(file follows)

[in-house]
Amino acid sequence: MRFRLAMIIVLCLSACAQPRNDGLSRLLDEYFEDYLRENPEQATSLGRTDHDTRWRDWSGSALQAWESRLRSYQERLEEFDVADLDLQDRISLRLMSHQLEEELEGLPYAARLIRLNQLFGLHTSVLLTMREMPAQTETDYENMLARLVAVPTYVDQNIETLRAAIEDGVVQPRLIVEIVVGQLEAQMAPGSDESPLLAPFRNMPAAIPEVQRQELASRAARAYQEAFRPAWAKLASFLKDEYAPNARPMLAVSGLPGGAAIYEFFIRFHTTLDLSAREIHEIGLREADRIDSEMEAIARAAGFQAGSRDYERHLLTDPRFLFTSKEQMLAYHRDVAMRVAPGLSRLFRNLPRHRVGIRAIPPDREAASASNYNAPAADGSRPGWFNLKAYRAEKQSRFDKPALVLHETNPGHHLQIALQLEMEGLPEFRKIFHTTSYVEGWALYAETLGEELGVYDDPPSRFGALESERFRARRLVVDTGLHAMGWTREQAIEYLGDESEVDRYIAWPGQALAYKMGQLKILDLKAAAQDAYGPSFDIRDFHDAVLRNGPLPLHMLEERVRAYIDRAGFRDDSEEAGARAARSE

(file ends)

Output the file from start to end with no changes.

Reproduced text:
[in-house]
Amino acid sequence: MRFRLAMIIVLCLSACAQPRNDGLSRLLDEYFEDYLRENPEQATSLGRTDHDTRWRDWSGSALQAWESRLRSYQERLEEFDVADLDLQDRISLRLMSHQLEEELEGLPYAARLIRLNQLFGLHTSVLLTMREMPAQTETDYENMLARLVAVPTYVDQNIETLRAAIEDGVVQPRLIVEIVVGQLEAQMAPGSDESPLLAPFRNMPAAIPEVQRQELASRAARAYQEAFRPAWAKLASFLKDEYAPNARPMLAVSGLPGGAAIYEFFIRFHTTLDLSAREIHEIGLREADRIDSEMEAIARAAGFQAGSRDYERHLLTDPRFLFTSKEQMLAYHRDVAMRVAPGLSRLFRNLPRHRVGIRAIPPDREAASASNYNAPAADGSRPGWFNLKAYRAEKQSRFDKPALVLHETNPGHHLQIALQLEMEGLPEFRKIFHTTSYVEGWALYAETLGEELGVYDDPPSRFGALESERFRARRLVVDTGLHAMGWTREQAIEYLGDESEVDRYIAWPGQALAYKMGQLKILDLKAAAQDAYGPSFDIRDFHDAVLRNGPLPLHMLEERVRAYIDRAGFRDDSEEAGARAARSE